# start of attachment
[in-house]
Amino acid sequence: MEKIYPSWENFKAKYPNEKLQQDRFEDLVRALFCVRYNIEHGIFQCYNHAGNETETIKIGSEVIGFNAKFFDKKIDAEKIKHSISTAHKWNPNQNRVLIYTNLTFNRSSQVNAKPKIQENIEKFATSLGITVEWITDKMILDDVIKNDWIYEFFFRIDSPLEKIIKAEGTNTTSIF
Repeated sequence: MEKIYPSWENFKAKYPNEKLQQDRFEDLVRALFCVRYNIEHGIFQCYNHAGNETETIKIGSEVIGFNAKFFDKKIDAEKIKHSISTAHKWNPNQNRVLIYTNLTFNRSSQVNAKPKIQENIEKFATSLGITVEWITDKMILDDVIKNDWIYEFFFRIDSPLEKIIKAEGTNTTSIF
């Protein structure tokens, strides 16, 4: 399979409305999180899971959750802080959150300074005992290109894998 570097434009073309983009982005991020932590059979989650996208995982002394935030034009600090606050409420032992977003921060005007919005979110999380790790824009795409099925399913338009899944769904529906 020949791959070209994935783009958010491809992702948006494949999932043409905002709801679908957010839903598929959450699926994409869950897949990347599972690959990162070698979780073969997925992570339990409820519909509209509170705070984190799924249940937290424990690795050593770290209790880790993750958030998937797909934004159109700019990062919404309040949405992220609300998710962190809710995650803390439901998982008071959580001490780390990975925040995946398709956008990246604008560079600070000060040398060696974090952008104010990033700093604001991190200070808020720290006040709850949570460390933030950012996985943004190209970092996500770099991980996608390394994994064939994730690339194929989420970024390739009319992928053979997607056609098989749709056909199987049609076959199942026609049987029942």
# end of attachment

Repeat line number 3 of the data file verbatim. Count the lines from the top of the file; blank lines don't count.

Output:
Repeated sequence: MEKIYPSWENFKAKYPNEKLQQDRFEDLVRALFCVRYNIEHGIFQCYNHAGNETETIKIGSEVIGFNAKFFDKKIDAEKIKHSISTAHKWNPNQNRVLIYTNLTFNRSSQVNAKPKIQENIEKFATSLGITVEWITDKMILDDVIKNDWIYEFFFRIDSPLEKIIKAEGTNTTSIF